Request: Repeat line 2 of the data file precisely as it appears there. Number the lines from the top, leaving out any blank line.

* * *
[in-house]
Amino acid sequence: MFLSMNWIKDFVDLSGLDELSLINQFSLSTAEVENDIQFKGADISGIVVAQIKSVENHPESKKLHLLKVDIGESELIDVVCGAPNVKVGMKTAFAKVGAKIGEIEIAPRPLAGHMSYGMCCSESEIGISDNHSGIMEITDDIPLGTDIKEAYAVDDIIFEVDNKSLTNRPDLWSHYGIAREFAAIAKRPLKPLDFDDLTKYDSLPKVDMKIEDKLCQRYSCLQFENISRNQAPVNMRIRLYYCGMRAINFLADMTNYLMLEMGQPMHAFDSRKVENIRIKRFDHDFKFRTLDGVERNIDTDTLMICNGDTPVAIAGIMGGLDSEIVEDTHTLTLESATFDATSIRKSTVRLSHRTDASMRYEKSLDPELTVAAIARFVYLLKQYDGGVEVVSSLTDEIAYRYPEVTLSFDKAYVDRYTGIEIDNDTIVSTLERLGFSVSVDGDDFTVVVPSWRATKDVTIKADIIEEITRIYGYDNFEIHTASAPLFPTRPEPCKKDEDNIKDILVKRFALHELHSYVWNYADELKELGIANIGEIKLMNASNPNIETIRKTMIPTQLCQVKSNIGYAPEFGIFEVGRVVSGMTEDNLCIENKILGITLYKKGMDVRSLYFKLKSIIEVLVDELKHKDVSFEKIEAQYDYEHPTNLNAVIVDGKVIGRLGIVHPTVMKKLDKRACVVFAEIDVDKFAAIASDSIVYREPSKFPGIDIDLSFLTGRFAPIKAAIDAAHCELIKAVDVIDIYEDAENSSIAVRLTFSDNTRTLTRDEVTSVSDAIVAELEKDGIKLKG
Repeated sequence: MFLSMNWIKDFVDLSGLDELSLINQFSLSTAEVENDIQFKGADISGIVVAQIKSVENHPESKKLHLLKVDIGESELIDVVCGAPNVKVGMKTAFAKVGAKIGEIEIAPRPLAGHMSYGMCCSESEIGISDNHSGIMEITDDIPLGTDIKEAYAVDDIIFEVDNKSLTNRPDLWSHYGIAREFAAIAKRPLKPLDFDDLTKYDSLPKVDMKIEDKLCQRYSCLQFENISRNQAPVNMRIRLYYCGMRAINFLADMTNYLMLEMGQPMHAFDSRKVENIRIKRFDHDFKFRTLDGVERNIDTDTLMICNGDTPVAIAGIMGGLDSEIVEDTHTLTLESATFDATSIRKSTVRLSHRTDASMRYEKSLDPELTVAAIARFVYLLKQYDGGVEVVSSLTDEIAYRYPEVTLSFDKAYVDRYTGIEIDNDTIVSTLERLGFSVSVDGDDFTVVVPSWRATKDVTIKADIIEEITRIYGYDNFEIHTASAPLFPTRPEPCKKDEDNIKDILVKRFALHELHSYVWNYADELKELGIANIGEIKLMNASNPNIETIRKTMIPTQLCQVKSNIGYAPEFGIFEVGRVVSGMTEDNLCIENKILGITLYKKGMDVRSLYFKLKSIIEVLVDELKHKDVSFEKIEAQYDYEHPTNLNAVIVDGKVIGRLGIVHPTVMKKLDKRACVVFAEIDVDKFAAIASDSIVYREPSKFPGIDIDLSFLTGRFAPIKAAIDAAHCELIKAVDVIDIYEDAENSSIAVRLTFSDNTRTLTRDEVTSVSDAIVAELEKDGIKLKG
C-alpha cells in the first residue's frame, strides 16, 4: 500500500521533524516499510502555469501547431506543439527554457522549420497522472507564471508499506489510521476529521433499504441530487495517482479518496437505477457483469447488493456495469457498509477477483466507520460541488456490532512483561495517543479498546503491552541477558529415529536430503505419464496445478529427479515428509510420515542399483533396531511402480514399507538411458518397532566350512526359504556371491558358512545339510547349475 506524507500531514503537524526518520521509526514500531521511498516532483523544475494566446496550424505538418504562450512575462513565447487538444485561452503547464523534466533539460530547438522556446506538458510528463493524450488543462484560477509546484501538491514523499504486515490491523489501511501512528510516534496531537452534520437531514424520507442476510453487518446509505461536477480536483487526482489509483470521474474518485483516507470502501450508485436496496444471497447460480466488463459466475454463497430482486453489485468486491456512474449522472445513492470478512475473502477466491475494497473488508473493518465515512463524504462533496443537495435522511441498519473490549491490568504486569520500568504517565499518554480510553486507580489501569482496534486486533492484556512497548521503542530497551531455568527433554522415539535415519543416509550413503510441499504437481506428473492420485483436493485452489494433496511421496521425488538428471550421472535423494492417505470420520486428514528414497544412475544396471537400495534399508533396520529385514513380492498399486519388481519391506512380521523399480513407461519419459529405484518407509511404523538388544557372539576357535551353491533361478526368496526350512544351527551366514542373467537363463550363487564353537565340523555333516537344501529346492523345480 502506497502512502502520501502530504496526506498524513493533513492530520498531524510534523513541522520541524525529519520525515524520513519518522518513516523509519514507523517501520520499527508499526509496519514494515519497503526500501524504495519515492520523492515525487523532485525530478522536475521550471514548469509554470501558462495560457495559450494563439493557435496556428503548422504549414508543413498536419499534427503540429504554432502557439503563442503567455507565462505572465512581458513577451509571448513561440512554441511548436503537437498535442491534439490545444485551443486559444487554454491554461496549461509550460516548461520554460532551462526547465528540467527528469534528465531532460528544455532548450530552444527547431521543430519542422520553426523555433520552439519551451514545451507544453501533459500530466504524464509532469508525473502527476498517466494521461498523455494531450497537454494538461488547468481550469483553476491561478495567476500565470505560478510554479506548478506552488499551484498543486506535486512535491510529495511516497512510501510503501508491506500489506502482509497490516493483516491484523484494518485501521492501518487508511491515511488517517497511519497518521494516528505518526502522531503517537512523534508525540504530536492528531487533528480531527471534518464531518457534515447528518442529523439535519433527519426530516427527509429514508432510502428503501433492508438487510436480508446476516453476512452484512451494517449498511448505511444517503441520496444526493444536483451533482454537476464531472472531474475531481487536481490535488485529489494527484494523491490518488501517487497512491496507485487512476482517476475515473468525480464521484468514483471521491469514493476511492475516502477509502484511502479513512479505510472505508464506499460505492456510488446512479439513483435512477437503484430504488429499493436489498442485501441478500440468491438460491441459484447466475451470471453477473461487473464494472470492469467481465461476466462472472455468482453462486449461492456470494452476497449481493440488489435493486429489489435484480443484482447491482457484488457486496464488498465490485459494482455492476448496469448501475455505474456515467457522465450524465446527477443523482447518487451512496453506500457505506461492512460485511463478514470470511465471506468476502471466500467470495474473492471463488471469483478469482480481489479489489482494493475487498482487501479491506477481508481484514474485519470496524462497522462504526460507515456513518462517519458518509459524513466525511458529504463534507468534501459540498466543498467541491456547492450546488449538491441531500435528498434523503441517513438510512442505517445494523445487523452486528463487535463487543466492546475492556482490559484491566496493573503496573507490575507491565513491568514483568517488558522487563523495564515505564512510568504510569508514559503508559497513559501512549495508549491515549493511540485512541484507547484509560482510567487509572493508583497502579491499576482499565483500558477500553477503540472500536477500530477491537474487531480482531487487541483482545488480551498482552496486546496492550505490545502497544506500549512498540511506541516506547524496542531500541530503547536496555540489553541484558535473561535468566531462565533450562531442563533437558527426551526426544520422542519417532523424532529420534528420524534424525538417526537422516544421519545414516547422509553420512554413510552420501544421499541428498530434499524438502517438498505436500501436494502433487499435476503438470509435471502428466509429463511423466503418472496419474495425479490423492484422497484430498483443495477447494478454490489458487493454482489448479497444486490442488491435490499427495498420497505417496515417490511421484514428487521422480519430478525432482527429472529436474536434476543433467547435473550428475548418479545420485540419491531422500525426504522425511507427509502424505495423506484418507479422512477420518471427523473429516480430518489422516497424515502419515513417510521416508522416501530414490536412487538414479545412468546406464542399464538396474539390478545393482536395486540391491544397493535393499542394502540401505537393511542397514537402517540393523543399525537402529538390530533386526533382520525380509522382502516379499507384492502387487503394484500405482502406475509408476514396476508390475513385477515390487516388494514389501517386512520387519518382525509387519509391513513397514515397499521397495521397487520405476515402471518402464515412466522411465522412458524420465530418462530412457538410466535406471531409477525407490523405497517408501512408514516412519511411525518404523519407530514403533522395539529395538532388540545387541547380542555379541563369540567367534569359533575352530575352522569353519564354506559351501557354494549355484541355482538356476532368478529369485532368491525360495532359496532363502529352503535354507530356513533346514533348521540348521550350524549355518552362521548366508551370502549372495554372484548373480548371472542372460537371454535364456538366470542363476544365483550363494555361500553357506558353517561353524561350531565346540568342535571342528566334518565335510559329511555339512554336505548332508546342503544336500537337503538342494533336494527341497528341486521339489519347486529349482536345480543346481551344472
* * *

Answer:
Amino acid sequence: MFLSMNWIKDFVDLSGLDELSLINQFSLSTAEVENDIQFKGADISGIVVAQIKSVENHPESKKLHLLKVDIGESELIDVVCGAPNVKVGMKTAFAKVGAKIGEIEIAPRPLAGHMSYGMCCSESEIGISDNHSGIMEITDDIPLGTDIKEAYAVDDIIFEVDNKSLTNRPDLWSHYGIAREFAAIAKRPLKPLDFDDLTKYDSLPKVDMKIEDKLCQRYSCLQFENISRNQAPVNMRIRLYYCGMRAINFLADMTNYLMLEMGQPMHAFDSRKVENIRIKRFDHDFKFRTLDGVERNIDTDTLMICNGDTPVAIAGIMGGLDSEIVEDTHTLTLESATFDATSIRKSTVRLSHRTDASMRYEKSLDPELTVAAIARFVYLLKQYDGGVEVVSSLTDEIAYRYPEVTLSFDKAYVDRYTGIEIDNDTIVSTLERLGFSVSVDGDDFTVVVPSWRATKDVTIKADIIEEITRIYGYDNFEIHTASAPLFPTRPEPCKKDEDNIKDILVKRFALHELHSYVWNYADELKELGIANIGEIKLMNASNPNIETIRKTMIPTQLCQVKSNIGYAPEFGIFEVGRVVSGMTEDNLCIENKILGITLYKKGMDVRSLYFKLKSIIEVLVDELKHKDVSFEKIEAQYDYEHPTNLNAVIVDGKVIGRLGIVHPTVMKKLDKRACVVFAEIDVDKFAAIASDSIVYREPSKFPGIDIDLSFLTGRFAPIKAAIDAAHCELIKAVDVIDIYEDAENSSIAVRLTFSDNTRTLTRDEVTSVSDAIVAELEKDGIKLKG